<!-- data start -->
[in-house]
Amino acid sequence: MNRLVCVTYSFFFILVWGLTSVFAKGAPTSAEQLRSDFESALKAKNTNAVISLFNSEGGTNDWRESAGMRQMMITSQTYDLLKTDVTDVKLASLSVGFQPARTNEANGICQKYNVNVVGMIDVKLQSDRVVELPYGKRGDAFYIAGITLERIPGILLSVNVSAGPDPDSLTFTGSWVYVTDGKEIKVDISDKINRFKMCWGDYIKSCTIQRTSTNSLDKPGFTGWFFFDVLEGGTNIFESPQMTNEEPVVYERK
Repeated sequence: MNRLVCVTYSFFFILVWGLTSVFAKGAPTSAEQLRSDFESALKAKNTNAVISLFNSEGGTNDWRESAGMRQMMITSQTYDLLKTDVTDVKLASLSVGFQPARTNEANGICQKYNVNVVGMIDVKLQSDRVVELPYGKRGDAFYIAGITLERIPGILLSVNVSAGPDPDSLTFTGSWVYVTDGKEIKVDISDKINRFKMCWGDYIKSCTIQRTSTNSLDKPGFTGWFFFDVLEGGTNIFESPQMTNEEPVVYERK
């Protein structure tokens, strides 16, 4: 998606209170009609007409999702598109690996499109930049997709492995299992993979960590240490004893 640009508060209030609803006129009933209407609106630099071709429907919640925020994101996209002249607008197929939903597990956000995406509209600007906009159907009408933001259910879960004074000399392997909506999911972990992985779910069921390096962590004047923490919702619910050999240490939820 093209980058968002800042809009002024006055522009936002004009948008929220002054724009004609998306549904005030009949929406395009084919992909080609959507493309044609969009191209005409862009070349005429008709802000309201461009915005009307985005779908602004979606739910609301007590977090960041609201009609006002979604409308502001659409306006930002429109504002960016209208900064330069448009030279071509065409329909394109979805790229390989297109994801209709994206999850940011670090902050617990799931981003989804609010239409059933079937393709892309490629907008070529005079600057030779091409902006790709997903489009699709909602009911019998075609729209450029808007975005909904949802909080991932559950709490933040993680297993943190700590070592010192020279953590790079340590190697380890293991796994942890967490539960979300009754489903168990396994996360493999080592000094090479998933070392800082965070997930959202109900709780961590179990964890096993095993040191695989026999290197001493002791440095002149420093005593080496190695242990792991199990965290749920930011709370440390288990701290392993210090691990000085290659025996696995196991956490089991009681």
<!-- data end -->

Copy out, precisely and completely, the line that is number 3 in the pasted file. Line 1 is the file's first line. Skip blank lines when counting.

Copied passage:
Repeated sequence: MNRLVCVTYSFFFILVWGLTSVFAKGAPTSAEQLRSDFESALKAKNTNAVISLFNSEGGTNDWRESAGMRQMMITSQTYDLLKTDVTDVKLASLSVGFQPARTNEANGICQKYNVNVVGMIDVKLQSDRVVELPYGKRGDAFYIAGITLERIPGILLSVNVSAGPDPDSLTFTGSWVYVTDGKEIKVDISDKINRFKMCWGDYIKSCTIQRTSTNSLDKPGFTGWFFFDVLEGGTNIFESPQMTNEEPVVYERK